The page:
Sexual Health Education: an evaluation of the Northumbria Integrated Sexual Health Education (NISHE) Workforce Development Package delivered by UWE, Bristol

Brook, J., Salmon, D., Knight, R.-A. & Seal, J. (2015). Sexual Health Education: an evaluation of the Northumbria Integrated Sexual Health Education (NISHE) Workforce Development Package delivered by UWE, Bristol (Report No. ISBN: 9781860435256). Bristol: UWE.

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Abstract

Background:
Sexual health and wellbeing is a central focus of public health policy and service development in England (Department of Health (DH) 2013a, 2013b, Public Health England (PHE) 2015). Historically, services in the UK have been delivered through Family Planning clinics for contraceptive services or Genito-Urinary (GUM) clinics for sexual health issues. Current NHS Service Specifications for sexual health services emphasise an integrated service, delivered by a single health professional (DH 2013b), which has significant implications for the sexual health workforce. Within the South West, there was a disparity of sexual health education provision with little emphasis on the practical competence element. In order to equip sexual health nurses with the appropriate knowledge and skills to deliver an integrated sexual health service, the University of the West of England (UWE) entered a formal agreement with a partner university who had developed an educational package. UWE commenced delivery of two new sexual health modules in September 2013, incorporating both a newly developed classroom delivered Foundations of Sexual Health module and an established Integrated Sexual Health Education module which incorporated a practice placement, mentor support and blended learning approaches to deliver the theory element. This package had previously been successfully delivered in the North of England (McNall and Kain 2010). Aims This research, conducted between 2013 and 2015, explored the transferability of the model to the South West region and the degree to which the educational delivery met service demands in relation to integrated sexual health provision.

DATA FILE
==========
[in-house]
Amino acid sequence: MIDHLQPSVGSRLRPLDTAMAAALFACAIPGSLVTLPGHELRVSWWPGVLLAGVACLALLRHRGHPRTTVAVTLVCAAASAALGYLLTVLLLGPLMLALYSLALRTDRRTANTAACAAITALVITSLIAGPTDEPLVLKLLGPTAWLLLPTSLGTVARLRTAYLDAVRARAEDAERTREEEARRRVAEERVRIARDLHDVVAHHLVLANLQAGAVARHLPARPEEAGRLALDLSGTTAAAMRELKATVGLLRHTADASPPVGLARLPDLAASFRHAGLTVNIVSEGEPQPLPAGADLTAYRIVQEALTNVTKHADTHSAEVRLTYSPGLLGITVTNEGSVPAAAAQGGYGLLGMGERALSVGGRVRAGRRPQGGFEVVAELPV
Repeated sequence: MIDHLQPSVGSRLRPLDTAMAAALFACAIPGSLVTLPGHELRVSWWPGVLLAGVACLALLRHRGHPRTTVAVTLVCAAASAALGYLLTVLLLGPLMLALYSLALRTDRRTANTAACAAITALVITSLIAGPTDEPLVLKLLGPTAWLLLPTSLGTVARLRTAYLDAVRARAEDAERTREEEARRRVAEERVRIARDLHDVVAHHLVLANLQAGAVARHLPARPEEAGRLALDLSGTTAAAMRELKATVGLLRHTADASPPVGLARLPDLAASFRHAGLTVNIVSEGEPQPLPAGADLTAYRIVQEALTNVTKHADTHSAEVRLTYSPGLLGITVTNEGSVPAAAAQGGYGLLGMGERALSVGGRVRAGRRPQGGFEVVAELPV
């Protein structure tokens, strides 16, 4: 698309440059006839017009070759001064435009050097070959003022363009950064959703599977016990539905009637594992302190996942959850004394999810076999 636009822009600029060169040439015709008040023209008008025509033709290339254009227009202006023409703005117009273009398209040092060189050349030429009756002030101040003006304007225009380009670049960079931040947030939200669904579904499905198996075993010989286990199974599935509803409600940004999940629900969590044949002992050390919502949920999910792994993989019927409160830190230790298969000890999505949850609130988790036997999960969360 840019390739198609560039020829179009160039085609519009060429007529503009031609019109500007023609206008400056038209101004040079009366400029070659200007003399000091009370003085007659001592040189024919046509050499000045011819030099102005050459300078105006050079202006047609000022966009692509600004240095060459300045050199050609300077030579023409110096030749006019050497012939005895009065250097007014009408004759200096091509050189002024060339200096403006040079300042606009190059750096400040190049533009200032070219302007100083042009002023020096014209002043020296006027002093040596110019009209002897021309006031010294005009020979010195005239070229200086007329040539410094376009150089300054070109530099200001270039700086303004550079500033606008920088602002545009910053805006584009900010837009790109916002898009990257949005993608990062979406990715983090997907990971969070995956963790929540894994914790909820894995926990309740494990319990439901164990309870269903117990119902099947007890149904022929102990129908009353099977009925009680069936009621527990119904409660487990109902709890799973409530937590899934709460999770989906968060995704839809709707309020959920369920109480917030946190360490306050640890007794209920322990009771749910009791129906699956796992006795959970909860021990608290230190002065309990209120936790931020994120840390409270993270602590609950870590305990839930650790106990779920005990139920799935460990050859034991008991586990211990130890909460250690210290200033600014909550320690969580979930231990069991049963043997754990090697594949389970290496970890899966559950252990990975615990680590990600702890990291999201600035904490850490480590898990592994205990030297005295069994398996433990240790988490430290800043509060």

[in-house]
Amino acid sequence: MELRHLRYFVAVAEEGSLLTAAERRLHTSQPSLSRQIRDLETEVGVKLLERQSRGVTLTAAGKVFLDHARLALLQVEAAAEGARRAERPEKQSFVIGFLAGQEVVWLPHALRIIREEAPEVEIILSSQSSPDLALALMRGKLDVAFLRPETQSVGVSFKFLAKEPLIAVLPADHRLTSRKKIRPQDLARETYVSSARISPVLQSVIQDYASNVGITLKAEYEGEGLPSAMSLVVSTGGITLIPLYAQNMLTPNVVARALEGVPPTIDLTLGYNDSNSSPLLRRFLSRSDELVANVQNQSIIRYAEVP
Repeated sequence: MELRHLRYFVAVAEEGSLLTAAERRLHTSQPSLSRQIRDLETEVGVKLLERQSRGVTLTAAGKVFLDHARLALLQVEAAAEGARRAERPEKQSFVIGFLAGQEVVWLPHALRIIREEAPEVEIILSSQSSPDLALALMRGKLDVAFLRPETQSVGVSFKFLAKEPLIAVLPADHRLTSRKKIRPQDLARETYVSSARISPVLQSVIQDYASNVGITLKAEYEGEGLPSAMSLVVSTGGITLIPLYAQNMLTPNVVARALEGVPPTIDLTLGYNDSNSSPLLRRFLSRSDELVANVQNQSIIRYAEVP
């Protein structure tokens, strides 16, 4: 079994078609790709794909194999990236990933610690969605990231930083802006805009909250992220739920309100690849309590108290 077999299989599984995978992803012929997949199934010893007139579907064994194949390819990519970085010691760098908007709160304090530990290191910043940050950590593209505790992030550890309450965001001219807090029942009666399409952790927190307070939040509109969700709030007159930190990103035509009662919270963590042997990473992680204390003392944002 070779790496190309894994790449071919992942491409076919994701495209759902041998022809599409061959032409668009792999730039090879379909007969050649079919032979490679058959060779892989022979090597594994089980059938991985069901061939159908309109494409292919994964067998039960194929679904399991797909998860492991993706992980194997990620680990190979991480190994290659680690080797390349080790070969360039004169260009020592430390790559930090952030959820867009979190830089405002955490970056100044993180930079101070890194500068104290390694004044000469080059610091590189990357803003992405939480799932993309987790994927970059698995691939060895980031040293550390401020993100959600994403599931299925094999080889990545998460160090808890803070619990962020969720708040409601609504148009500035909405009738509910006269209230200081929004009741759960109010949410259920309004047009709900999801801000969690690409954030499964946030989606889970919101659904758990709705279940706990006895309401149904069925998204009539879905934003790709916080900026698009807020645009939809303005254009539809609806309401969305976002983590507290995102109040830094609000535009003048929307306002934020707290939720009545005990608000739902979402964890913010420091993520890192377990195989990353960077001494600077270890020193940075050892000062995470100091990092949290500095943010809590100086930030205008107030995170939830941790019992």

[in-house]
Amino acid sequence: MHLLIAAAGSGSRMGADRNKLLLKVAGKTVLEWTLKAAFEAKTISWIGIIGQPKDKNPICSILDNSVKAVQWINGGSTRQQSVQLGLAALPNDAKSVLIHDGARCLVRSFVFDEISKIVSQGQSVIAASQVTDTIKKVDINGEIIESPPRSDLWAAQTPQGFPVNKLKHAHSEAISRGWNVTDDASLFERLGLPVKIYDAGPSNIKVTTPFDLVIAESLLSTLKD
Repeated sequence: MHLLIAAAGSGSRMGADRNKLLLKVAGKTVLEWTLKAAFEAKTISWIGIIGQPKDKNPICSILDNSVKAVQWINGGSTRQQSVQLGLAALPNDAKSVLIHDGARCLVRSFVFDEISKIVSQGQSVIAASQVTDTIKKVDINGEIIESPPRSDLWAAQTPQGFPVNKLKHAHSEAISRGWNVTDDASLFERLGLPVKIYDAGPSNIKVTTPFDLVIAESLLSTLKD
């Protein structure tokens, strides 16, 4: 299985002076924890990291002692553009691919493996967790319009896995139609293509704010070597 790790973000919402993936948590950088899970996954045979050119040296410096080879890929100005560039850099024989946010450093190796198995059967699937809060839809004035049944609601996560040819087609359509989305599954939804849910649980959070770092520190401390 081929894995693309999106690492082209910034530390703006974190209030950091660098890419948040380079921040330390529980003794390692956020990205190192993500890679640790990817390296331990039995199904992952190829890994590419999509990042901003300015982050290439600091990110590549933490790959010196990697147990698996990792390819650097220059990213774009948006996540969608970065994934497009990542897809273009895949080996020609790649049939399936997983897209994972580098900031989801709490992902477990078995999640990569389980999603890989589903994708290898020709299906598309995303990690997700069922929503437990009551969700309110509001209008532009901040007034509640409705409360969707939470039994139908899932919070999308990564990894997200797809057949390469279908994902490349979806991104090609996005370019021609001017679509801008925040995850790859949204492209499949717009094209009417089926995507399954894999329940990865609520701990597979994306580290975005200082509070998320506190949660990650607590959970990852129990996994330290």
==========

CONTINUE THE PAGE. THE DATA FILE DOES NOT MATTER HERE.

Research Methodology:
Data were collected using quantitative and qualitative methods, specifically longitudinal baseline and follow-up survey data from students (n=49) using two validated self-efficacy scales, focus groups with students (n=22) and semi-structured interviews with students (n=7) and strategic managers (n=6). Quantitative analysis of questionnaire data was conducted on baseline and follow-up data using SPSS version 2.2. The data exploring self-efficacy were analysed using Wilcoxon tests and Friedman’s tests. Descriptive statistics and frequencies were used to examine the characteristics of the study population. Qualitative analysis was conducted through thematic analysis and constant comparative methods (Braun and Clarke 2006).

Key Findings:
The results indicated that students who undertook the modules demonstrated significant increases in self-efficacy when using the evidence base in sexual health practice and when communicating in difficult situations. The highest percentage point increase in self-efficacy occurred when the students completed both modules rather than one in isolation. Service manager and student expectation regarding the instructional immediacy and technological specification of the e-learning package were not always met but the electronic mode of delivery was praised for its flexibility, especially important given the large geographical spread of students. Service managers and students were aware of the move to integrated service delivery but were often frustrated by structural restraints that impeded innovation and practice development, such as fragmented commissioning arrangements or lack of collocated services. Although these restraints limited the impact that new learning could have on the service that was offered to patients, there was some evidence that the students were using their professional autonomy to manipulate the system, in line with Lipsky’s (1980) concept of street level bureaucracy.

Recommendations:
Consideration should be given to the balance of e-learning and face-to-face contact within modules, to enhance instructional immediacy and increase student satisfaction. E-learning packages should be reviewed to meet student expectation by incorporating interactive technology and opportunities for collaborative learning. In addition, where service delivery is in a state of flux, modules should incorporate elements of leadership development to enable practitioners to initiate and manage change in practice.

Item Type: Report
Uncontrolled Keywords: sexual health; education; integration
Subjects: L Education
R Medicine > RA Public aspects of medicine
Divisions: School of Health Sciences
URI: http://openaccess.city.ac.uk/id/eprint/13477

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